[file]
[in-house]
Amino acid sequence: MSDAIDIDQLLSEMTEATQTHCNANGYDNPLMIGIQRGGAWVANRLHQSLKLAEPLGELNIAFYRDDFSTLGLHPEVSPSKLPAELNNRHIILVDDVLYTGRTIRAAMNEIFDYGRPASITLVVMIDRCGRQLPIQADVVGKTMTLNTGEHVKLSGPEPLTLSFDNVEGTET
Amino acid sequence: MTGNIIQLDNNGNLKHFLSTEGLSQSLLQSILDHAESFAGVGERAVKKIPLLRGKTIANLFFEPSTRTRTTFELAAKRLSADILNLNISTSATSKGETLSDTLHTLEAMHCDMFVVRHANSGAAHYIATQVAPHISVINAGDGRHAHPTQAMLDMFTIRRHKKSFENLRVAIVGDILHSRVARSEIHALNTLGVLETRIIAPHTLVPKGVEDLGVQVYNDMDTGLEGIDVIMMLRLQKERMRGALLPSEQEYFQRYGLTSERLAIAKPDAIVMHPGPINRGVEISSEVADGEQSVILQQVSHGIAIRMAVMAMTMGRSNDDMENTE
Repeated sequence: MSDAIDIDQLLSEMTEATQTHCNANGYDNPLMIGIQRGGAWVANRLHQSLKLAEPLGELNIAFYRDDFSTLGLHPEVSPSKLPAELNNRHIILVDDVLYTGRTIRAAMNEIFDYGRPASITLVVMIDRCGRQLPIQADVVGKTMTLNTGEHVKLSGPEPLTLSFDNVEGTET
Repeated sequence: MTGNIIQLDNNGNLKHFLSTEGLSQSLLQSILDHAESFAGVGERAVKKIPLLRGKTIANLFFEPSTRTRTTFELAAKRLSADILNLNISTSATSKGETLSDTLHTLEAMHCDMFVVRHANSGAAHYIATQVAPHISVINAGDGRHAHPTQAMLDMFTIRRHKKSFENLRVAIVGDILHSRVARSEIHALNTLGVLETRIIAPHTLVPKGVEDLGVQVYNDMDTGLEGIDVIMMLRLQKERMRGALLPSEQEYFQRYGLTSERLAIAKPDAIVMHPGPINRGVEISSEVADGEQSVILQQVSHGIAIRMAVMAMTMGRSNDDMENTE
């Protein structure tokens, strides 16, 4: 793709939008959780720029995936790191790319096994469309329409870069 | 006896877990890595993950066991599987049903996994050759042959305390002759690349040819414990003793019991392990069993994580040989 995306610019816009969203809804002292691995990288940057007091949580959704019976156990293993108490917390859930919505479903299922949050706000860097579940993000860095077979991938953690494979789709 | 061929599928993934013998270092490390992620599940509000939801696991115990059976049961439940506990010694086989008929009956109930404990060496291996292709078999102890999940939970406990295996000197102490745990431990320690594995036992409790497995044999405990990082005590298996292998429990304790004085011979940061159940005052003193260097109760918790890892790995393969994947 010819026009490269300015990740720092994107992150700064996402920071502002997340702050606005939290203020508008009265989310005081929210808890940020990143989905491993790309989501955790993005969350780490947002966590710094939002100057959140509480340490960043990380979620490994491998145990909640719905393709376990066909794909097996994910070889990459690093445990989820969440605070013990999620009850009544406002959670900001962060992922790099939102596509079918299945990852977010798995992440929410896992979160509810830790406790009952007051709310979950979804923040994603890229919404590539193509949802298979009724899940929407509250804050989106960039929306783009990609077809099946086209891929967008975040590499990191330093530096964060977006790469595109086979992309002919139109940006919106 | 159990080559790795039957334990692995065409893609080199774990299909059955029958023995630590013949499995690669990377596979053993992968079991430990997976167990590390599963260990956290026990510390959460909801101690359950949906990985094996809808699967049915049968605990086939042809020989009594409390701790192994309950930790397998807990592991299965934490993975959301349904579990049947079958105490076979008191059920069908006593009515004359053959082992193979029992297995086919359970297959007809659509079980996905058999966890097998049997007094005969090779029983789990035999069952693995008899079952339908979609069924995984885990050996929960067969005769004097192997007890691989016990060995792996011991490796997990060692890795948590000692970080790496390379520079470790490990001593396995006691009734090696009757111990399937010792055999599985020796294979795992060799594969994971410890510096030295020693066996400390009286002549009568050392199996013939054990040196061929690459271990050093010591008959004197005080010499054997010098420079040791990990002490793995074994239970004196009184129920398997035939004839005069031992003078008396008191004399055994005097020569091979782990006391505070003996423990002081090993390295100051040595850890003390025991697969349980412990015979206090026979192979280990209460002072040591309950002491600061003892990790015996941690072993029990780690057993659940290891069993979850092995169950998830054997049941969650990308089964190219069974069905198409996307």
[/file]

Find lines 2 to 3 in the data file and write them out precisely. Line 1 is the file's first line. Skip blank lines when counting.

Amino acid sequence: MSDAIDIDQLLSEMTEATQTHCNANGYDNPLMIGIQRGGAWVANRLHQSLKLAEPLGELNIAFYRDDFSTLGLHPEVSPSKLPAELNNRHIILVDDVLYTGRTIRAAMNEIFDYGRPASITLVVMIDRCGRQLPIQADVVGKTMTLNTGEHVKLSGPEPLTLSFDNVEGTET
Amino acid sequence: MTGNIIQLDNNGNLKHFLSTEGLSQSLLQSILDHAESFAGVGERAVKKIPLLRGKTIANLFFEPSTRTRTTFELAAKRLSADILNLNISTSATSKGETLSDTLHTLEAMHCDMFVVRHANSGAAHYIATQVAPHISVINAGDGRHAHPTQAMLDMFTIRRHKKSFENLRVAIVGDILHSRVARSEIHALNTLGVLETRIIAPHTLVPKGVEDLGVQVYNDMDTGLEGIDVIMMLRLQKERMRGALLPSEQEYFQRYGLTSERLAIAKPDAIVMHPGPINRGVEISSEVADGEQSVILQQVSHGIAIRMAVMAMTMGRSNDDMENTE